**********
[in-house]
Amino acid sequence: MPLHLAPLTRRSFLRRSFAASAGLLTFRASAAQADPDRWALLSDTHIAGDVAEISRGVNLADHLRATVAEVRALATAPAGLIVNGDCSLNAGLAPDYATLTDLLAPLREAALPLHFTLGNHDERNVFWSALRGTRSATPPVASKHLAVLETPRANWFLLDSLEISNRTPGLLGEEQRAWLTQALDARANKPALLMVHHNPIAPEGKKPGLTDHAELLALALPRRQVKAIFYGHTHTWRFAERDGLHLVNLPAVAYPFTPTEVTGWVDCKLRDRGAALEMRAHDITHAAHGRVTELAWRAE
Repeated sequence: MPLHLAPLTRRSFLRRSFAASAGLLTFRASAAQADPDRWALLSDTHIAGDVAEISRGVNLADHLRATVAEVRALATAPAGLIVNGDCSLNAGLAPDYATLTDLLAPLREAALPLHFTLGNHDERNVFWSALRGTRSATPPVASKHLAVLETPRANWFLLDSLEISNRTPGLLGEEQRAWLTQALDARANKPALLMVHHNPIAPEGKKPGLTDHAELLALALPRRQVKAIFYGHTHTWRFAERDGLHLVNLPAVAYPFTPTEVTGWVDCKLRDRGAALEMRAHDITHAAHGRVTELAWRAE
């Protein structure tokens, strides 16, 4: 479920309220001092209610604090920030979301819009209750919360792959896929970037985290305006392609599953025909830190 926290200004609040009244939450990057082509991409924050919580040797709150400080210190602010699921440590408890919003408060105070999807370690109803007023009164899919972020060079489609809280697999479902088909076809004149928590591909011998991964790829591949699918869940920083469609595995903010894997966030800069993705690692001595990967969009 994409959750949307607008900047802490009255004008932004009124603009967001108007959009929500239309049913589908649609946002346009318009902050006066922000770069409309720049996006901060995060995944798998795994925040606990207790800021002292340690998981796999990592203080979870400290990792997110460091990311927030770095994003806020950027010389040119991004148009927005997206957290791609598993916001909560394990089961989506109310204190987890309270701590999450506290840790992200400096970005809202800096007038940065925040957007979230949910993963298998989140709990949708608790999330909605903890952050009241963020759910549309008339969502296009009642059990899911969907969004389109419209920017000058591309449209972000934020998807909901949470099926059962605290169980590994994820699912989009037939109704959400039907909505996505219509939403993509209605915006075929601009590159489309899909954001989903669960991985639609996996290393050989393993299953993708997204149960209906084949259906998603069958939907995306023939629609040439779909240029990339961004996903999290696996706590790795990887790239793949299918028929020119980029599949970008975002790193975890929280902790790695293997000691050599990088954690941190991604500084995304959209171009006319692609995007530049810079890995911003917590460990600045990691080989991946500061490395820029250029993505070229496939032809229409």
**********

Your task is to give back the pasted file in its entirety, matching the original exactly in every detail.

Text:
[in-house]
Amino acid sequence: MPLHLAPLTRRSFLRRSFAASAGLLTFRASAAQADPDRWALLSDTHIAGDVAEISRGVNLADHLRATVAEVRALATAPAGLIVNGDCSLNAGLAPDYATLTDLLAPLREAALPLHFTLGNHDERNVFWSALRGTRSATPPVASKHLAVLETPRANWFLLDSLEISNRTPGLLGEEQRAWLTQALDARANKPALLMVHHNPIAPEGKKPGLTDHAELLALALPRRQVKAIFYGHTHTWRFAERDGLHLVNLPAVAYPFTPTEVTGWVDCKLRDRGAALEMRAHDITHAAHGRVTELAWRAE
Repeated sequence: MPLHLAPLTRRSFLRRSFAASAGLLTFRASAAQADPDRWALLSDTHIAGDVAEISRGVNLADHLRATVAEVRALATAPAGLIVNGDCSLNAGLAPDYATLTDLLAPLREAALPLHFTLGNHDERNVFWSALRGTRSATPPVASKHLAVLETPRANWFLLDSLEISNRTPGLLGEEQRAWLTQALDARANKPALLMVHHNPIAPEGKKPGLTDHAELLALALPRRQVKAIFYGHTHTWRFAERDGLHLVNLPAVAYPFTPTEVTGWVDCKLRDRGAALEMRAHDITHAAHGRVTELAWRAE
């Protein structure tokens, strides 16, 4: 479920309220001092209610604090920030979301819009209750919360792959896929970037985290305006392609599953025909830190 926290200004609040009244939450990057082509991409924050919580040797709150400080210190602010699921440590408890919003408060105070999807370690109803007023009164899919972020060079489609809280697999479902088909076809004149928590591909011998991964790829591949699918869940920083469609595995903010894997966030800069993705690692001595990967969009 994409959750949307607008900047802490009255004008932004009124603009967001108007959009929500239309049913589908649609946002346009318009902050006066922000770069409309720049996006901060995060995944798998795994925040606990207790800021002292340690998981796999990592203080979870400290990792997110460091990311927030770095994003806020950027010389040119991004148009927005997206957290791609598993916001909560394990089961989506109310204190987890309270701590999450506290840790992200400096970005809202800096007038940065925040957007979230949910993963298998989140709990949708608790999330909605903890952050009241963020759910549309008339969502296009009642059990899911969907969004389109419209920017000058591309449209972000934020998807909901949470099926059962605290169980590994994820699912989009037939109704959400039907909505996505219509939403993509209605915006075929601009590159489309899909954001989903669960991985639609996996290393050989393993299953993708997204149960209906084949259906998603069958939907995306023939629609040439779909240029990339961004996903999290696996706590790795990887790239793949299918028929020119980029599949970008975002790193975890929280902790790695293997000691050599990088954690941190991604500084995304959209171009006319692609995007530049810079890995911003917590460990600045990691080989991946500061490395820029250029993505070229496939032809229409």